Engineering challenges abundant on freeway job

Nasty dirt dirt so corrosive that it eats just about anything that comes in contact with it drove engineers to distraction as they planned the extension of U.S. 395 south of Reno.

But now a pile of the dirt taller than the Nevada State Capitol will allow construction of the bridge that holds the key to the entire project.

Commuters speeding along U.S. 395 through Pleasant Valley might not see many changes taking place on the freeway extension, but the eight-mile project has been a virtual hive of activity since North Dakota-based Fisher Sand and Gravel began work in January.

Behind rugged hillsides, big bridges and huge retaining walls are being erected. Bulldozers and scrapers scurry to beat winter weather.

Soon the most challenging and controversial piece of the puzzle, the Galena Creek Bridge west of Pleasant Valley, will finally take shape.

Work began in August to fill the creek's narrow canyon with dirt. The complex plan involves casting a mammoth concrete arch 44 feet wide, 400 feet long, 22 feet tall through which the creek will flow during the construction.

It will be topped by a 30-foot vertical retaining wall and then by 120 feet of soil fill a pile of dirt eight feet taller than the state capitol building.

And the whole thing arch, retaining wall and dirt all will be removed once the bridge is complete.

Once the dirt has been raised to the base of the main piers of the bridge, erecting the temporary supports for the 1,725-foot arched-truss bridge should pose few challenges for bridge builder CC Meyers of Sacramento.

CC Meyers crews poured the first 50-foot segment of the arch last week and expect to finish it by Thanksgiving, says Brad Durski, an assistant resident engineer for the Nevada Department of Transportation.

Durski is quick to note that the Galena Creek bridge is but one piece of the $393 million job. Each of the nine structures on the freeway extension required unusual engineering to deal with topography and soils.

A bridge at Galena Forest, for instance, sits on mammoth foot-thick pads because high geothermal activity didn't allow for drilling to support piers.

The second largest structure on the project, the Steamboat Bridge, spans 700 feet. Though the bridge is hidden from traffic on U.S. 395, much of the falsework that will provide temporary support already is in place. Piles 12 feet in diameter are buried 60 feet into the ground and rise 120 feet in the air, waiting to be connected.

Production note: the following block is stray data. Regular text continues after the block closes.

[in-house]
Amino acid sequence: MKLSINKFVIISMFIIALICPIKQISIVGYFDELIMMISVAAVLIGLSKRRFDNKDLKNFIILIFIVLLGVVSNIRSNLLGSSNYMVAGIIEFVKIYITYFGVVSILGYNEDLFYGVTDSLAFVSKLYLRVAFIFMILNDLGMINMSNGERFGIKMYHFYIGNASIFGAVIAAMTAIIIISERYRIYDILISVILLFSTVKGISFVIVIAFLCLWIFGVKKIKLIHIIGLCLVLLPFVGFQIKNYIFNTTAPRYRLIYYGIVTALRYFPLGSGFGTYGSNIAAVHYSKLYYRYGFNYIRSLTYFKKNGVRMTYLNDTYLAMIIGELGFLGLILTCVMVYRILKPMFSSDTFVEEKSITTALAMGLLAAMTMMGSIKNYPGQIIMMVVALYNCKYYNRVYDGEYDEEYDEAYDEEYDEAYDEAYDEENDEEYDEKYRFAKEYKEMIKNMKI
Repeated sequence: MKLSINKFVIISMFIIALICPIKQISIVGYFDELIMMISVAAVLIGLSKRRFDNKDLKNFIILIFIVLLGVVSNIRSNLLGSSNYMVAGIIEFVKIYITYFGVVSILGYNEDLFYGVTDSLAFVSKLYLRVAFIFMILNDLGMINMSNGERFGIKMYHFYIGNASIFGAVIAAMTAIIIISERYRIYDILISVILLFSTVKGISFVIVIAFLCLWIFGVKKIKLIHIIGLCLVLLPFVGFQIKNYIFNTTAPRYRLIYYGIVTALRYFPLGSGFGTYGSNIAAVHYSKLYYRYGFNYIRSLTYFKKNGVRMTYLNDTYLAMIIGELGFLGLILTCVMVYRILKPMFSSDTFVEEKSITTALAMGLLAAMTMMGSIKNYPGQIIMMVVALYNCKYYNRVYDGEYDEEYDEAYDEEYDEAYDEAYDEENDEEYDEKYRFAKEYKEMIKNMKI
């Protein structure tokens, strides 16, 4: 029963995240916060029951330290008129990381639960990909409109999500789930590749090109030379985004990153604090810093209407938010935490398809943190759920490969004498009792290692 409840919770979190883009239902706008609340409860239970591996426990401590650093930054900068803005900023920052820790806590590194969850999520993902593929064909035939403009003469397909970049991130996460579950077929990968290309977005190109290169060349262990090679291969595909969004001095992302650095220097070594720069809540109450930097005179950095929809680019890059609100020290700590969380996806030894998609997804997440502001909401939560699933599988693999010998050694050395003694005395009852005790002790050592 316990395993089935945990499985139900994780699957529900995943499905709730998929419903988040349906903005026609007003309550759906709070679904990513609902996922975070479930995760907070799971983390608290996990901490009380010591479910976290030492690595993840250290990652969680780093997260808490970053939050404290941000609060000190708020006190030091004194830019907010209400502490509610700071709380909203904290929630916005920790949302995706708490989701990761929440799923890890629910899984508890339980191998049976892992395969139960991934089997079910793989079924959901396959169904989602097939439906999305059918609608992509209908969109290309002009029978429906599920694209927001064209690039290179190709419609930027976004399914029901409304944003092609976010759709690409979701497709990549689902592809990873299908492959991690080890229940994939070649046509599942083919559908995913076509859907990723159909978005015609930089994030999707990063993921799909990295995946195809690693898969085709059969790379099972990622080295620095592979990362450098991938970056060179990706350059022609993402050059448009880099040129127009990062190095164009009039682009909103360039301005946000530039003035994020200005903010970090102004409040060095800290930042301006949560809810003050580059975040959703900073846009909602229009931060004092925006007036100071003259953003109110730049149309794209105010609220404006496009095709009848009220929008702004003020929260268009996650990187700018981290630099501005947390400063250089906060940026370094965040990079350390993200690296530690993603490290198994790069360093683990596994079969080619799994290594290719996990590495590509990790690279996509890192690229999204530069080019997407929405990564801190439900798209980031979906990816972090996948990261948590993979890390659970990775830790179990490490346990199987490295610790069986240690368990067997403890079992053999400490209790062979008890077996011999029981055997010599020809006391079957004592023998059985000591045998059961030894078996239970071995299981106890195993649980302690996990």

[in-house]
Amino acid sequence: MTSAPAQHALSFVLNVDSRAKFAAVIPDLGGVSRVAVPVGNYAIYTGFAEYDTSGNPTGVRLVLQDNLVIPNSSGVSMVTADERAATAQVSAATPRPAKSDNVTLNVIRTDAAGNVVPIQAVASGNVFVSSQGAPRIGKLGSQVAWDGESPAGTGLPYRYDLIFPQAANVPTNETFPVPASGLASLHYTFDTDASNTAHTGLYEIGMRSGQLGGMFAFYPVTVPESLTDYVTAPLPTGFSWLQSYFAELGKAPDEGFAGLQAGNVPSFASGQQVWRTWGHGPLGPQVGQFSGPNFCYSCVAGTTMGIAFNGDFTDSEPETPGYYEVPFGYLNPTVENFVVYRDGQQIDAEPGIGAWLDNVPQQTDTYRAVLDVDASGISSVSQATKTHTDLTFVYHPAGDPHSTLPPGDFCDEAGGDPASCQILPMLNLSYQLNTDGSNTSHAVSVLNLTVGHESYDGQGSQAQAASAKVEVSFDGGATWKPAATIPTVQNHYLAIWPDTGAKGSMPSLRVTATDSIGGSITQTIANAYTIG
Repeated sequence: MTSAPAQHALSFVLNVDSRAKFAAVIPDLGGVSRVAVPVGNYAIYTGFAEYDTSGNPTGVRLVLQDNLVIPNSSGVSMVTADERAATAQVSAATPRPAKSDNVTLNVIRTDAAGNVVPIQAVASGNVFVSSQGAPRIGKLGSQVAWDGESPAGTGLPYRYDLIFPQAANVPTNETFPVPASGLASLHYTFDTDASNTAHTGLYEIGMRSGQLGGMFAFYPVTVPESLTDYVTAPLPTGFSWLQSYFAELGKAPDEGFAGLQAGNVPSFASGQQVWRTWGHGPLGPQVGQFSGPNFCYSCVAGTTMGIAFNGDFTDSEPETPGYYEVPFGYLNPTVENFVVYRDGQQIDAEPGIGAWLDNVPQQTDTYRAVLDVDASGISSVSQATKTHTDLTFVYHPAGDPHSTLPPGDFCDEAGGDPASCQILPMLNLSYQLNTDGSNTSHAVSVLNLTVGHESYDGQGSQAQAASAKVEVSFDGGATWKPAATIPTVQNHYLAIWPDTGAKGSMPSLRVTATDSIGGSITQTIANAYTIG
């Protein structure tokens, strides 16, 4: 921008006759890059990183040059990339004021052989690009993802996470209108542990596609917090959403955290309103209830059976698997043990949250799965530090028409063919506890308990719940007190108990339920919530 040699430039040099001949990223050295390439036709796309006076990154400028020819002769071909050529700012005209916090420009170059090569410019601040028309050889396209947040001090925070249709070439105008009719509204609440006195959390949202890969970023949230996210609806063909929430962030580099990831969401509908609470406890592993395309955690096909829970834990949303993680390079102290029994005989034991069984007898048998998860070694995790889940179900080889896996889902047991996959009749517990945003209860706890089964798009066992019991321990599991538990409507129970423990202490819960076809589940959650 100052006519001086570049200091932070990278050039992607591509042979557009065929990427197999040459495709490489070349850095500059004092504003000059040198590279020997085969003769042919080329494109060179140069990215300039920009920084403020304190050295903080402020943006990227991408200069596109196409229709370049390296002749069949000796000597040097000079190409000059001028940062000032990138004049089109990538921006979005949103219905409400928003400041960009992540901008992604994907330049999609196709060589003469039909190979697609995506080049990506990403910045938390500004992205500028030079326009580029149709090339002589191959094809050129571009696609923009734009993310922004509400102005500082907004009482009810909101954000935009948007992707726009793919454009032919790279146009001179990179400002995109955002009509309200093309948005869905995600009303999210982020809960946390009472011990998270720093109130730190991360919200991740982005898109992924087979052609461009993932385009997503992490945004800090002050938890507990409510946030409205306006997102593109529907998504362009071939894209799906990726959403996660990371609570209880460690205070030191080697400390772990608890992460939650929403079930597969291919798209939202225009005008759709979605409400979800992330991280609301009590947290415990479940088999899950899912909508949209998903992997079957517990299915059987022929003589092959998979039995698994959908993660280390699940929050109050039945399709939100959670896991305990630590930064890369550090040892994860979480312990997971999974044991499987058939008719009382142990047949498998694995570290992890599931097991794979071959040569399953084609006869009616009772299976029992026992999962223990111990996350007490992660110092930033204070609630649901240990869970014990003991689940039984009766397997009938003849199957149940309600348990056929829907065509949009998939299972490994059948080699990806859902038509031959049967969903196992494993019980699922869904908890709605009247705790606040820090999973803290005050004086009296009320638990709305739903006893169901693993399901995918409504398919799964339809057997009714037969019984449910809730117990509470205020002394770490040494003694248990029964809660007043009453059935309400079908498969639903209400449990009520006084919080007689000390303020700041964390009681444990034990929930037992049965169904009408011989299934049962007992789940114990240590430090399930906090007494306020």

Elsewhere, Fisher crews are busy erecting giant earthen retaining walls to carry the roadbed. The first of them, but not largest to be built, already can be seen from U.S. 395.

"I tell my guys every day, if you aren't having fun on this project, you will never have fun," Durski says. "Everything you could ever want to see on a project is happening. Look at all the dirt we have moved, the walls we've built. It is just incredible."

NDOT accepted but didn't formally approve the plan to use fill to create the Galena Creek bridge.

"We have allowed them to move forward with it. We accept it and we approved the drawing, but we don't actually approve the whole process itself. That is too much liability for NDOT to take," Durski says.

The plan took six months of collaboration with NDOT, Fisher and CC Meyers. Fisher's original plan called for an 11-foot culvert.

"The Corps of Engineers and the BLM said an 11-foot culvert wouldn't work," Durski says. "If you get a 100-year event coming down that canyon, it would back up to (Montreaux) and have the potential to wash this whole area out."

The culvert itself is a feat.

The arch, 30 inches thick, sits atop two 17-foot concrete footings that were poured anywhere from five to 20 feet thick. Atop that sits a four-foot tall footing that will carry the arch. The smaller footings required more than 2,000 yards of concrete, while the base required more than 5,000 yards of slurry. More than 1.2 million pounds of rebar were used in the footings.

It will all be removed when the work is done.

Durski says the fill material will be moved in and out via conveyer belt, and the culvert will be sawed into pieces for removal.

The job turned out to be much more expensive than originally drawn up, but Durski says Fisher Sand and Gravel also caught some breaks.

It was able, for instance, to sell as scrap some $5 million in steel for the truss built by Edward Kraemer & Sons Inc., which left the project in 2006 after its executives voiced doubt the Galena Creek bridge could be built safely under the original plans.

Acceptance of the fill plan also meant Fisher shaved 100 working days off the original 1,000 slated for the entire job another major savings.

Fisher, who will use the top of the Galena Creek fill as a roadway to transport more than four million cubic yards of dirt from the north end of the job to the south, is simply happy work finally can begin.

"We can't wait to start filling it up with dirt," he says. "This is a pretty complex change we are asking for, but everyone got on board.

It takes a lot of time and effort with every cooperating to make something like this happen. I am just glad to see it being constructed and us able to go on."

Fisher already has crushed nearly all the aggregate needed for the job. Durski says much of the dirt has proved to been a stew of sand, decomposed granite, and of course, rock.

"Every couple of feet it changes," he says. "The contractor had a hard time determining whether or not he could make material on-site, but Fisher was lucky, unearthing a huge cap of basalt that they will mix for all their concrete needs."

When it's completed, the new road is expected to handle about 75 percent of the 40,000 cars a day that travel U.S. 395 south of Reno.


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